The trajectory led relentlessly upward and there hardly seemed to be any limits to her potential. She saw limited minutes for the Houston Dash, but was—by leaps and bounds—their best player. By early 2016, she was probably the best and most consistent performer on the US squad as well. She won the golden ball at the Concacaf Olympic Qualifying tournament that winter—which is not much of a tournament to be sure, but any time a holding midfielder wins that sort of award, you tend to take notice.


To my eyes, she was on the shortlist of players who could credibly be talked about as one of the best in the world.


Unfortunately, injuries quickly began to take their toll. She missed significant time in the spring of 2016 and was not able to exert the same influence at the Olympics as she had done at the previous year’s World Cup. Consistent nagging health issues limited her minutes over the next few years, and left her far less dominant even when she could make the field.


A move to Lyon in 2018 seemed exciting, but she barely made the field for them. She ended up back at Chicago—who had acquired her rights the previous year. She actually settled in fairly nicely with the Red Stars, being a very important contributor for the team over the next few years. But injuries still kept her from playing a central role for the team.


She ended up back on the National Team for the 2019 World Cup, but the experience this time around was quite different. She only appeared in one game—an easy group stage game against Chile—and was clearly there just for squad depth and experience.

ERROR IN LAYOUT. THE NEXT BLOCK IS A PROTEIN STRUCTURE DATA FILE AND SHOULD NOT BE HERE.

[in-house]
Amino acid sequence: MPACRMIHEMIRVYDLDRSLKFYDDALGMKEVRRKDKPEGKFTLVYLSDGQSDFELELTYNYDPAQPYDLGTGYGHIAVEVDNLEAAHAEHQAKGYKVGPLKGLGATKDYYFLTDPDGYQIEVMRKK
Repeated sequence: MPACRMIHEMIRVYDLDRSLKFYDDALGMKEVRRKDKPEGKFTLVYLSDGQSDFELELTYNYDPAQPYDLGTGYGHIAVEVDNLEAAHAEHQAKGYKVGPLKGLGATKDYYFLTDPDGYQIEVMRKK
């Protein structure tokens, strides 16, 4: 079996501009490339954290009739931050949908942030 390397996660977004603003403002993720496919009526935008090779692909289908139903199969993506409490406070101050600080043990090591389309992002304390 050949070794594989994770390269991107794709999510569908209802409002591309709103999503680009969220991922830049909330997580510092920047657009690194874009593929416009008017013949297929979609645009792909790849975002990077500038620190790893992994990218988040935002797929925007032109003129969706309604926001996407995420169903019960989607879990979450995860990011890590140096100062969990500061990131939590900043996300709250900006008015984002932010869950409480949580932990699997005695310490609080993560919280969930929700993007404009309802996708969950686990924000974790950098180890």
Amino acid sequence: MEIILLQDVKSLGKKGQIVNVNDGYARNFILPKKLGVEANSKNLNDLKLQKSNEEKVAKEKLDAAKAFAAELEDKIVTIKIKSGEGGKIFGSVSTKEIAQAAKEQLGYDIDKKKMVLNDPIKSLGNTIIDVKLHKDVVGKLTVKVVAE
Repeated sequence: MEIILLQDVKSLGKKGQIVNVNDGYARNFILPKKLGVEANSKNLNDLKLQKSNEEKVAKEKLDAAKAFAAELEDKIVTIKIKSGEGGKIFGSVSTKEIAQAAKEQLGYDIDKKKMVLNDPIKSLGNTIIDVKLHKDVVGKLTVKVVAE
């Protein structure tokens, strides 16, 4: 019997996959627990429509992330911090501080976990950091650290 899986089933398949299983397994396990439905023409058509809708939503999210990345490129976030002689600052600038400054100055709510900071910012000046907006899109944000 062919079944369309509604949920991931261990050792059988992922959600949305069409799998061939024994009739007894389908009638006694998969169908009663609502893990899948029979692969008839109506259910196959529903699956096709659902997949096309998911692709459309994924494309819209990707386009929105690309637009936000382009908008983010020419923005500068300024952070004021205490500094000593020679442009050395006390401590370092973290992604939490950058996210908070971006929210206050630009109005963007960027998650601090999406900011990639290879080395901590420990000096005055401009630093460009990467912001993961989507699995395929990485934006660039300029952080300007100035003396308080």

It’s worth dwelling on that history for a moment because it shows why Gautrat has actually been somewhat overlooked in recent years. The highs were so high and the fallow period so long that a narrative of terminal decline managed to set in. But that narrative isn’t really true. Gautrat has been one of the best players in the NWSL for several years, albeit in somewhat limited minutes.


In 2021, that one flaw has been addressed. She’s been healthy, and with her no longer getting national team call-ups, she’s been able to play regularly all season. And the performances have been excellent. She isn’t the exact same player that she was at 22, of course. But if the shape of her contributions has changed a bit, the overall impact really has not.


Gautrat almost certainly will not be the MVP this year. Those almost exclusively go to the players who top the scoring charts. But it’s been a notably poor year for finishing. If ever there was a chance to reward the player who makes the engine run, rather than just looking to whoever ends up with the golden boot, it’s now in 2021. So here’s hoping that everyone with a vote in this race takes a good long look at Gautrat’s superb season and gives it the consideration it deserves.